13 spooky British TV period dramas to watch this Halloween

It’s that time of year again!

As the dark nights draw in, let’s revisit some of British television’s creepiest period dramas.

Listed here, in alphabetical order, are 13 mini-series and TV movies that are guaranteed to give you chills this Halloween…

 

And Then There Were None

What’s it about?

BBC One’s acclaimed adaptation of Agatha Christie’s novel finds ten strangers cut off from civilisation on an isolated rock off the Devon coast.

Written by Sarah Phelps (Great Expectations), the three-part mini-series aired in December 2015.

Who’s in it?

Aidan Turner (Poldark), Toby Stephens (Die Another Day), Sam Neill (Jurassic Park), Charles Dance (Game of Thrones) and Miranda Richardson (Sleepy Hollow).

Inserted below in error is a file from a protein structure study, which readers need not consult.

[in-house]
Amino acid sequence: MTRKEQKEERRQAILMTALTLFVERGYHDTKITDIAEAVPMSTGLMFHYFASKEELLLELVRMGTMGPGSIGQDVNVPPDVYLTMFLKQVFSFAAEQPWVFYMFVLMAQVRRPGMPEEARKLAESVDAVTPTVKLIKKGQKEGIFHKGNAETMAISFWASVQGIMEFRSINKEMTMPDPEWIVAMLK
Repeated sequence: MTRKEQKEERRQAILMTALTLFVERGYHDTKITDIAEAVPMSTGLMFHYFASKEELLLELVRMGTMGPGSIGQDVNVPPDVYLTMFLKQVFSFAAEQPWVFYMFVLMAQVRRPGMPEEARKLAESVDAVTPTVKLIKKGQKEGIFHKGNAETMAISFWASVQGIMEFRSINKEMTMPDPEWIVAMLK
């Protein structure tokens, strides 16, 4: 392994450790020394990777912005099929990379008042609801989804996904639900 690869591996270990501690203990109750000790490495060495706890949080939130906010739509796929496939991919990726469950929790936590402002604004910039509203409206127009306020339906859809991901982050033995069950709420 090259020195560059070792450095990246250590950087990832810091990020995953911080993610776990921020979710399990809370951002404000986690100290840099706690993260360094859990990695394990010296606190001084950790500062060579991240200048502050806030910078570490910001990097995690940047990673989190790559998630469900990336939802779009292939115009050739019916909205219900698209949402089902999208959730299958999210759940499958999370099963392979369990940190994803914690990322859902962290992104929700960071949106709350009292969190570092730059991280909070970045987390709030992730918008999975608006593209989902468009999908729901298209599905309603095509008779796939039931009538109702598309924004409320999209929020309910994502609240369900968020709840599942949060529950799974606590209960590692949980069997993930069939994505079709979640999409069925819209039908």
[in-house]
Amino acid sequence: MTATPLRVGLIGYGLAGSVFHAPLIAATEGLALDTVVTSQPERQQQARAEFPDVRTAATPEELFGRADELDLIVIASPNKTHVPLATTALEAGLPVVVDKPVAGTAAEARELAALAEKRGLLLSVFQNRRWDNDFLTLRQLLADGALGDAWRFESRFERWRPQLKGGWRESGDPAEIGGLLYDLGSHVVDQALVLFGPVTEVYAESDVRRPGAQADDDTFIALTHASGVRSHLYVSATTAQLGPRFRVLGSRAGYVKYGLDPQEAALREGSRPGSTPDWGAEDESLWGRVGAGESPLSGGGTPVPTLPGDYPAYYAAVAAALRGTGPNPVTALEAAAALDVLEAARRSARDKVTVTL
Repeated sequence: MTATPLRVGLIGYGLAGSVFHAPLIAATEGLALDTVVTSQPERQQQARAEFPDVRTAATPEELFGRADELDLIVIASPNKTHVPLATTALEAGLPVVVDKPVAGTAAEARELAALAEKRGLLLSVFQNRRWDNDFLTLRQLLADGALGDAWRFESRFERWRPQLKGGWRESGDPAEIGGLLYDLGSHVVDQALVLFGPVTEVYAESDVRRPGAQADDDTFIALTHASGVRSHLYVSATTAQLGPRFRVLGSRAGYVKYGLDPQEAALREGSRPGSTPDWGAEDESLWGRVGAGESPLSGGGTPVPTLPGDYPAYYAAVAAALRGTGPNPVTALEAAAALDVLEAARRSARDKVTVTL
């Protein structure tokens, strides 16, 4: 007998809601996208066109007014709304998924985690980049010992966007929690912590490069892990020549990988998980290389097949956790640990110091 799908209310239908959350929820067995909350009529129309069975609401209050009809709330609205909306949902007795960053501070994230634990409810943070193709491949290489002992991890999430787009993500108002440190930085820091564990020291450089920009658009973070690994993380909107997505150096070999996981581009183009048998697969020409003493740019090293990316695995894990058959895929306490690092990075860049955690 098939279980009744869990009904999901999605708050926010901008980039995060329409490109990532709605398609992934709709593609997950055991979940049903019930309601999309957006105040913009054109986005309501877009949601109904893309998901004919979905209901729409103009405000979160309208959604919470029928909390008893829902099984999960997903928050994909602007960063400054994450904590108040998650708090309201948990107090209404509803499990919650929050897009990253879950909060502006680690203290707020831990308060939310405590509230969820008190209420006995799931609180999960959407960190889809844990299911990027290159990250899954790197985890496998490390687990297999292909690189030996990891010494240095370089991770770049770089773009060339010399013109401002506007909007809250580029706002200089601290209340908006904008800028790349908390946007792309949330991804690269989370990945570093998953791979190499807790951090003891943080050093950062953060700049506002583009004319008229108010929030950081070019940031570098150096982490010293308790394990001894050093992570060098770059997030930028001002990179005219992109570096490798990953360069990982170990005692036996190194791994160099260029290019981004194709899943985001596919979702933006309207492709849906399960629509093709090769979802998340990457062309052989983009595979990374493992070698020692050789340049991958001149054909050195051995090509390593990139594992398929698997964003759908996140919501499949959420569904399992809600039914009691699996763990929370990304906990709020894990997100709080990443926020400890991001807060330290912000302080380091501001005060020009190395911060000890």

What did the reviews say?

“There are twists aplenty in this tale, which adds several layers of social and psychological complexity to the time-honored formula of the country-house mystery.” – Variety

“Yet, ingenious as the ultimate puzzle was (and it is one of Christie’s best), And Then There Were None owes its reputation to the fact that its not so much a whodunit as an examination of guilt and the possibly (or lack thereof) of redemption.” – The Independent

 

Crooked House

What’s it about?

Written by Sherlock co-creator Mark Gatiss, BBC Four’s ghost story anthology is based around the goings-on in a haunted manor house. Each of the three 30-minute episodes, which aired over Christmas 2008, is set in a different time period.

Who’s in it?